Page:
This dish is one that I usually don’t touch that much, even though I worship shrimp. The fact that you have to peel them yourselves turns me off a bit. I’m also very awkward when having to do it myself. As a matter of fact, I only had two pieces the entire night. Though, I will say that they are much better when there dipped.
General Tao Chicken
This dish doesn’t need much of an explanation as it is probably the most popular dish in the entire restaurant, as most tables order it. The part that puzzles me is for a dish that’s not really authentically Chinese, why do Chinese people order it? But then again, when something tastes good, you order it and the family has taste.
In recent years, I’ve noticed the declining quality of this dish. There were times where the sauce was not enough to mask some of the questionable taste. This time, I was surprised that the whole thing was done a lot better. There was nothing weird about it whatsoever. I couldn’t get enough of this dish.
This is a lobster with lettuce, covered with a lobster sauce.
This is by far my favorite dish that this restaurant does. I think that for two main reasons. The first reason is that you can’t find very many people who despise lobster. The taste of lobster is so good even though the fun of taking it apart isn’t that good. The second reason is what you can do with the sauce, something you’ll see a little later on.
This reminds me of another aspect of this dish I enjoy a whole lot, the lettuce. I know a lot of people who would leave the lettuce just sitting there, not me. When it’s dipped in sauce, it tastes awesome. I’m usually the one who eats all the lettuce off the platter.
Rice w/Lobster Sauce
The modification I like to make to the steamed rice is to inject it with a generous helping of lobster sauce. Before I get to explaining why that is, I’ll say that eating plain white steamed rice for decades can get boring. I know that you’re probably thinking that is makes me less Asian for thinking that, but it’s the truth.
We’re probably not the first to think of it, but we placed some of the excess sauce from the lobster into a bowl of rice and the rest is history. It elevates the rice to a whole new level or even a dish of its own. If this dish was offered on the menu by itself, I’d go for it. This practice was so popular at our table that we started ordering an entire bowl of just sauce to make it easier to drown our rice in it. You should really give that practice a try yourselves.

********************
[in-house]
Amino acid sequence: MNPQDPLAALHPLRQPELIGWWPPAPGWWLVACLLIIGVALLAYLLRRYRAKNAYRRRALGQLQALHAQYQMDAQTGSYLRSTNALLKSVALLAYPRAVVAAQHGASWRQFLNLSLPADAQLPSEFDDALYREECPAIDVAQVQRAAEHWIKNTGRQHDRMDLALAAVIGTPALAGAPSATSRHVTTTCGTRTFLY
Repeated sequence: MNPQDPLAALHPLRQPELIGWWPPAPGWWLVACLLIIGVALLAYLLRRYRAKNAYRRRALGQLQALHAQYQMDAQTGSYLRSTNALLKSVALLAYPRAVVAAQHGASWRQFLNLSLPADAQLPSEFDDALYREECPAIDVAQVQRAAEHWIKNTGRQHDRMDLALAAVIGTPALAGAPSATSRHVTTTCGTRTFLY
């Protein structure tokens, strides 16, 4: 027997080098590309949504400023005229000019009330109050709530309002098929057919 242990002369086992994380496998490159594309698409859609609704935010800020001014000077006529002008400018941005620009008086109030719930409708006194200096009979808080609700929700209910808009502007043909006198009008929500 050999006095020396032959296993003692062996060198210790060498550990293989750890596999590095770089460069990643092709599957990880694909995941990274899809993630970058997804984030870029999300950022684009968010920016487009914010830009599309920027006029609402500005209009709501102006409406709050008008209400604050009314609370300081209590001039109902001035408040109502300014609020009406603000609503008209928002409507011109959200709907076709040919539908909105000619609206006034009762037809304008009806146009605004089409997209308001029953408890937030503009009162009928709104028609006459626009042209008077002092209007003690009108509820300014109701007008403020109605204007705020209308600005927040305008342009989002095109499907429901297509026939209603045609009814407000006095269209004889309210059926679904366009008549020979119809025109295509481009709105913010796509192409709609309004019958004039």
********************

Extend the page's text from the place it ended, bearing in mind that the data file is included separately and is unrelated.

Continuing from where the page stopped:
Tofu and Fish Hot Pot
This is a pot that contains various vegetables, tofu, and fish.
I’ll have to admit that I didn’t like this “pot” much to start with. Over time, this has grown on me. Now, it’s one that I actually look forward to. It’s not so much the tofu I look forward to, but the fish.
The tofu is steaming hot when you pull it out of the pot. You have to be careful when eating it. Some will advise you to break it apart. Because I like doing things out of spite, I’ll put a whole thing in my mouth. It might be a touch too hot, but it’s alright to me. That just gives you another dealing with Mr. Lew lesson. Don’t try to give me advice or tips, I’ll just go the other way just to spite you. It sounds a little nasty, but I like trying things on my own and failing on my own.
The fish is the better part of the pot. It usually comes out at a nice temperature, where it is nice an easy to break apart. I could easily eat a lot of this and be happy about it.
I took this moment to take a picture of tea. This is the standard Chinese that is served with our meal. You can find versions with slight variations at different restaurants. This restaurant is now the only time where I drink this tea. I would honestly prefer sticking to water, as the tea doesn’t really provide the security I need when eating massive amounts of food.
The thing that this restaurant does when you are at the end of the meal is to send out a plate of oranges and fortune cookies. Not every restaurant sends out oranges or fortune cookies, but this one sends out both.
Fortune Cookie Wrapper
The only thing I noticed was that they changed where they get their fortune cookies from.
Over the years, I’ve developed my own approach to eating fortune cookies. I would eat tiny pieces of cookie. It’s not until the entire cookie is devoured that I look at the message inside.
"Keep true to the dreams of your youth."
When does youth end? What are my dreams? I got more questions than answers right now and this is not a blog on my personal mindspace.
Message en français
"Restez fidèle à vos rêves de jeunesse."
Vous montrer juste que je n’ai pas oublié mon autre moitié, voici le même message du biscuit de fortune en français.
The orange was something that I really enjoyed at one point when coming here. As you all notice, it is my favorite color. These days, I tend to avoid having the oranges because I’m simply not in the mood. I used to really like putting the peels in my mouth and pretending they were mouth guards. Now, come to think of it, that would not be such a good idea.
This restaurant has been in my family for 25 years. It’s a place that will always hold a special place in my heart. Whatever you want to say about quality or taste, it’s enough for me to say that it’s one that I’d choose over other so-called best restaurants in Chinatown. All you need to do is look at the crowds of people waiting at the front to see that this place is popular. It may not be your completely authentic menu, but it’s good enough to keep me returning over and over again.
This is the first post of 2012. If you missed what I’ve done in 2011, you can click this link for a year in review post.